Responsible for purchasing, supplier relationship management, cost control, spend and so much more, Procurement’s reach in an organisation is vast, and continues to grow both in the functions it encompasses and its level of priority.
As such, many are seeking new process designs as they strive to tackle the demand challenges and increasing complexities.
“Traditional, manual procurement processes rely heavily on phone, email and paper-based communication for requisitions and order management. Without moving to modern procure-to-pay software, processes are time-consuming, cause errors and offer very little insight into the process [...] Best in class procurement teams overcome these challenges by restructuring the way that they deal with key stakeholders such as suppliers. The key is in automating minimal, time-consuming tasks, and controlling costs,” said SoftCo.
Four ways organisations can modernise their procurement
1. Supplier relationship management
Interacting with suppliers on a regular basis, procurement teams that are becoming more digital need to ensure that they digitise their most valued relationships. Having manual processes for onboarding and interacting with suppliers is a costly process that can lead to errors.
“Once procurement teams have identified their preferred suppliers, their objective should be to spend 80% of their total spend with them. Focusing on preferred suppliers allows organisations to unlock a number of benefits including pricing discounts and quicker ordering and invoicing,” commented SoftCo.
Onboarding can also be done via web forms instead of paper methods and manual data processing. “Interacting with suppliers can and should be done within a single platform where dialogue can be tracked as opposed to a chaotic fashion involving phone calls and email attachments for requisitions,” added SoftCo.
Updating procurement processes can save time and reduce the potential for data inaccuracies.
2. Automation of time-consuming tasks
It is clear to see the impact that technology has had, not just in procurement but across many business functions. According to Levvel Research, 39% of companies are using eProcurement solutions to place orders with suppliers. Leveraging this technology organisations are benefiting from improved control, visibility, and profitability.
“eProcurement solutions allow non-procurement staff to easily select a product or service, create a requisition, and send it for approval. The process of creating requisitions is made quicker and more efficient,” explained SoftCo.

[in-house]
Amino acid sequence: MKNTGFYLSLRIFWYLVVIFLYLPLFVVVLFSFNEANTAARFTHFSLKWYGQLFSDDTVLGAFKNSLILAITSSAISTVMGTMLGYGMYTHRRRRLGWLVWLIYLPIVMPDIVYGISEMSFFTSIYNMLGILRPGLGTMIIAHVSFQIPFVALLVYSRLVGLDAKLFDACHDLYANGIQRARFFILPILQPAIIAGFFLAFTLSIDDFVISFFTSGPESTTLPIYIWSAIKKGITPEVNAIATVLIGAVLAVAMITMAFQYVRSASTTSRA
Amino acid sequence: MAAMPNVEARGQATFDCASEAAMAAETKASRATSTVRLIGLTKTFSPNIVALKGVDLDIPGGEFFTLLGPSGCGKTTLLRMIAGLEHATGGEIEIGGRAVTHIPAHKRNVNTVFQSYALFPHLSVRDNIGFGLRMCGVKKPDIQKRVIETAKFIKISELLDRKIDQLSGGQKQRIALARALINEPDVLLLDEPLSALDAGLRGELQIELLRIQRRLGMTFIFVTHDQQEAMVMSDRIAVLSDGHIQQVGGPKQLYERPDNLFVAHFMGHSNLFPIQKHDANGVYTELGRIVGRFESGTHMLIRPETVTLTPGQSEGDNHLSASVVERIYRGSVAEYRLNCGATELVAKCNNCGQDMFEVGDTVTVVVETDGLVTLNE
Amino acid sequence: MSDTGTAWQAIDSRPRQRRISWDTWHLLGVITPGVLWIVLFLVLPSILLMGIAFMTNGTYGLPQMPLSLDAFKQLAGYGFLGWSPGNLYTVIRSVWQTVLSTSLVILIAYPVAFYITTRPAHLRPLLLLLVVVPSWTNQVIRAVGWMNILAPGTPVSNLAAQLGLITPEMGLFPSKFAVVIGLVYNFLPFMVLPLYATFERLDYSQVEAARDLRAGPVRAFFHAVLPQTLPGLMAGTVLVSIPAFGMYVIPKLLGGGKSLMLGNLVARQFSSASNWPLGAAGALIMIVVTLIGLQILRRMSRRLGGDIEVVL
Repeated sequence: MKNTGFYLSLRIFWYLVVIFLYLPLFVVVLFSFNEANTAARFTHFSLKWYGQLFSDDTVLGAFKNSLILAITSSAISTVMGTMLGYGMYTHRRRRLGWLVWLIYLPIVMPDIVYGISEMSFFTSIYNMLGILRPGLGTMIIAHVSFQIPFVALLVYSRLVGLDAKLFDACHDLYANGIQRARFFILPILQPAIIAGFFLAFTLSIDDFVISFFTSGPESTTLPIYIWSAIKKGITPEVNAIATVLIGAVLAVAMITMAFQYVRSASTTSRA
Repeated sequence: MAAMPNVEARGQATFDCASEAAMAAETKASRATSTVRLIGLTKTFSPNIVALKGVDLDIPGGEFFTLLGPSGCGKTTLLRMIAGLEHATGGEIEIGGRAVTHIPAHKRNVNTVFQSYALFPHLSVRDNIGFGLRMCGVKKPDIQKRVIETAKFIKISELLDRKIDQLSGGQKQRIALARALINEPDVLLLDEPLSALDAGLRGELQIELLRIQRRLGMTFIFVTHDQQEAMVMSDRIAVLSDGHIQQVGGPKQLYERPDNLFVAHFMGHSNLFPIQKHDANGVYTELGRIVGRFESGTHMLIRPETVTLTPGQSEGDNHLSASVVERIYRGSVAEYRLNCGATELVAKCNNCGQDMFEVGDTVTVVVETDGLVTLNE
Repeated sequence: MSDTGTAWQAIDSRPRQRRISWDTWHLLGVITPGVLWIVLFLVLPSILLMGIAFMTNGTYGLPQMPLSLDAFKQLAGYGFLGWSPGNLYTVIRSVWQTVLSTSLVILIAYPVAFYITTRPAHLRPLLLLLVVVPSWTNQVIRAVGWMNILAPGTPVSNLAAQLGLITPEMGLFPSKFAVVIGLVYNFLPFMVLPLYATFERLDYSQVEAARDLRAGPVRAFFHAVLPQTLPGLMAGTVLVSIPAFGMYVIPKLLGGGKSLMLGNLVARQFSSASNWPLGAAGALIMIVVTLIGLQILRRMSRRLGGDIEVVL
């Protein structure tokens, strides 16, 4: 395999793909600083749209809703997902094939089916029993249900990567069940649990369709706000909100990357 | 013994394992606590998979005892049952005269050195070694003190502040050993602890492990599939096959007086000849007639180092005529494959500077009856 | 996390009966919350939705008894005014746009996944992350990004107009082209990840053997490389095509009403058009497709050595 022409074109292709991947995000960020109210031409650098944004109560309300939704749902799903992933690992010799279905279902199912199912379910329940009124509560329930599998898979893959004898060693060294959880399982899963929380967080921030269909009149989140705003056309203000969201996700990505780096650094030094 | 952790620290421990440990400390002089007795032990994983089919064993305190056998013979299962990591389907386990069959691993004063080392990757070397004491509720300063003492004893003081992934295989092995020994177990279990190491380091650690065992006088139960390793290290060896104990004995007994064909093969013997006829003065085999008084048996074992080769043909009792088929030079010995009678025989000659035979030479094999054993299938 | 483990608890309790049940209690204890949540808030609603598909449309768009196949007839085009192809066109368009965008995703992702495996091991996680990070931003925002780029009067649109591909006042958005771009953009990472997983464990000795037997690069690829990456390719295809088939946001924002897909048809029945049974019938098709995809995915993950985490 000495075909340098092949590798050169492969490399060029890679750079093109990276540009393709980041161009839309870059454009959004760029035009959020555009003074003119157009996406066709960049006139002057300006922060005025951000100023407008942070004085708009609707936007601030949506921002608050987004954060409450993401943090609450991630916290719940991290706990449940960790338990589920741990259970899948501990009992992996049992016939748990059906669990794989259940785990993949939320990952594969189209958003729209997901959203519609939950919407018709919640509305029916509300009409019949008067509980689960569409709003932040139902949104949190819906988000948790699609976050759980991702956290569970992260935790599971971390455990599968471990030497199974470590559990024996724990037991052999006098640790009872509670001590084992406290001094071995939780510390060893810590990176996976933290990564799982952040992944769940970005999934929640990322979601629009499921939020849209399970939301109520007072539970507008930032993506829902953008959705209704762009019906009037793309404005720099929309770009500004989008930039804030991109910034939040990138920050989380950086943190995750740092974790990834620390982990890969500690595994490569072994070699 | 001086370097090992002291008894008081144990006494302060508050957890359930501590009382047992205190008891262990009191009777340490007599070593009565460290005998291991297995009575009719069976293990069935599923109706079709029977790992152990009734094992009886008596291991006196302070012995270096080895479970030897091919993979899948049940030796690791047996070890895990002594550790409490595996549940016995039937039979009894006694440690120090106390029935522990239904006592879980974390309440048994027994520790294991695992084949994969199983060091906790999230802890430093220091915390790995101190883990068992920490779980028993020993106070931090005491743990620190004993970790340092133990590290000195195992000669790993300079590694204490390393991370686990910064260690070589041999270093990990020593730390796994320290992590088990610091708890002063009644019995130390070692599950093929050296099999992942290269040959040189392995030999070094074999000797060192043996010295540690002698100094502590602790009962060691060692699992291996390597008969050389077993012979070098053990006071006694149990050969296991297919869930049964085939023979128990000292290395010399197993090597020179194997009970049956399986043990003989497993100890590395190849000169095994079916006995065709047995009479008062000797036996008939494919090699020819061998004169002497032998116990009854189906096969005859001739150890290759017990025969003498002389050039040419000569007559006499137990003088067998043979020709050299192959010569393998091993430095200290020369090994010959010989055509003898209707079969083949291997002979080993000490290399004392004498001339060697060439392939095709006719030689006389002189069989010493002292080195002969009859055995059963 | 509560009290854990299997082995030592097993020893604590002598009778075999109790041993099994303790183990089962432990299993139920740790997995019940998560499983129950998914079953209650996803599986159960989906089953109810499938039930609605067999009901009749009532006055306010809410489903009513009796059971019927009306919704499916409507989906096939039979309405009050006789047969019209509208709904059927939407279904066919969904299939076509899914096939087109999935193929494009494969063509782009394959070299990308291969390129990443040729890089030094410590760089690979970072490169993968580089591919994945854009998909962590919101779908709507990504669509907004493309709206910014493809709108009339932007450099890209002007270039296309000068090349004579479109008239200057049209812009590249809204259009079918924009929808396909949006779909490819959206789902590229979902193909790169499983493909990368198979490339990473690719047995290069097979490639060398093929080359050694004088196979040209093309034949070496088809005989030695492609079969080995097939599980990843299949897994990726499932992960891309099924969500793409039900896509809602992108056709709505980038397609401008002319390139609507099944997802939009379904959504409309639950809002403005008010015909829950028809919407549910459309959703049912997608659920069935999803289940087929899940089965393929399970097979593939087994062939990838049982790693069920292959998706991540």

The company added: “Easily configurable workflows can be implemented to ensure that any spend is allocated to the correct cost centre, geography, and general ledger. Approval workflows can also be configured to ensure that each requisition is approved by the correct people before a PO is created.”
3. Compliant purchasing processes
During the procurement process, it can be all too easy for an employee to accidentally break company buying guidelines without their knowledge.
“Best in class organisations have systems in place where a user can choose products and services from only preferred suppliers, automatically create a requisition with the correct product details which allocate costs to the correct cost centre and GL. Approval workflows can be used to ensure that the correct people approve the requisition before a purchase order is created,” explained SoftCo.
4. Total cost management
With procurement being responsible for overall company send, traditional, manual processes makes it difficult to gain visibility into this function.
Best-in-class procurement teams are investing in procurement processes that improve reporting and analytics.
“Procurement teams that have full procurement visibility can pull real-time data on KPIs such as spend per employee, cost centre, or department, as well as time to process POs,” said SoftCo.
This allows procurement leaders to spot any inefficiencies and identify potential areas for improvement and development. SoftCo also recognised that “organisations that add a formal purchase order process to their non-trade spend typically reduce spend by around 3%.”